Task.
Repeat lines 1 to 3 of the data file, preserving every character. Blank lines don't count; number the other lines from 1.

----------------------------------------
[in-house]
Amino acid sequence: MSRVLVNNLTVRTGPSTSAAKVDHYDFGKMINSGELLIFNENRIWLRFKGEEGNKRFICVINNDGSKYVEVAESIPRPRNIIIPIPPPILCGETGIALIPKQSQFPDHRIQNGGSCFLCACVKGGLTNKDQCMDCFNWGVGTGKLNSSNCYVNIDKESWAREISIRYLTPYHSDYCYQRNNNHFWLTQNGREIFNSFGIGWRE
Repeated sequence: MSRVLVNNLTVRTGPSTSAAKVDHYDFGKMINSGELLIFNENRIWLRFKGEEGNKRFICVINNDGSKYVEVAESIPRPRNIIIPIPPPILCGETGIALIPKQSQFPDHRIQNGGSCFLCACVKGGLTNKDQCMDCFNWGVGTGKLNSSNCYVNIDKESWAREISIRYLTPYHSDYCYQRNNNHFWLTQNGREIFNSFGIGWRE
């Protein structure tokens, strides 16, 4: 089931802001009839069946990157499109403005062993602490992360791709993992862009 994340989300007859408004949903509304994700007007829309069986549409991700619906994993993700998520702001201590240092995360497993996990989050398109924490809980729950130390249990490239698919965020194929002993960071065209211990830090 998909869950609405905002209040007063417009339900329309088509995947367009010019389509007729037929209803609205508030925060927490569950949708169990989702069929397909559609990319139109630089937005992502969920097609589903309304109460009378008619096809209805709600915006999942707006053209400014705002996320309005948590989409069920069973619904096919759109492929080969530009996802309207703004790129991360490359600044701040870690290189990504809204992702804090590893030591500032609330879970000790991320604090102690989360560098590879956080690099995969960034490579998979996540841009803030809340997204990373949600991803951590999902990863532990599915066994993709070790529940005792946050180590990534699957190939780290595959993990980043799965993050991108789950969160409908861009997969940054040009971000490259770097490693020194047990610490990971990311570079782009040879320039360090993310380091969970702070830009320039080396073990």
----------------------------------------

[in-house]
Amino acid sequence: MSRVLVNNLTVRTGPSTSAAKVDHYDFGKMINSGELLIFNENRIWLRFKGEEGNKRFICVINNDGSKYVEVAESIPRPRNIIIPIPPPILCGETGIALIPKQSQFPDHRIQNGGSCFLCACVKGGLTNKDQCMDCFNWGVGTGKLNSSNCYVNIDKESWAREISIRYLTPYHSDYCYQRNNNHFWLTQNGREIFNSFGIGWRE
Repeated sequence: MSRVLVNNLTVRTGPSTSAAKVDHYDFGKMINSGELLIFNENRIWLRFKGEEGNKRFICVINNDGSKYVEVAESIPRPRNIIIPIPPPILCGETGIALIPKQSQFPDHRIQNGGSCFLCACVKGGLTNKDQCMDCFNWGVGTGKLNSSNCYVNIDKESWAREISIRYLTPYHSDYCYQRNNNHFWLTQNGREIFNSFGIGWRE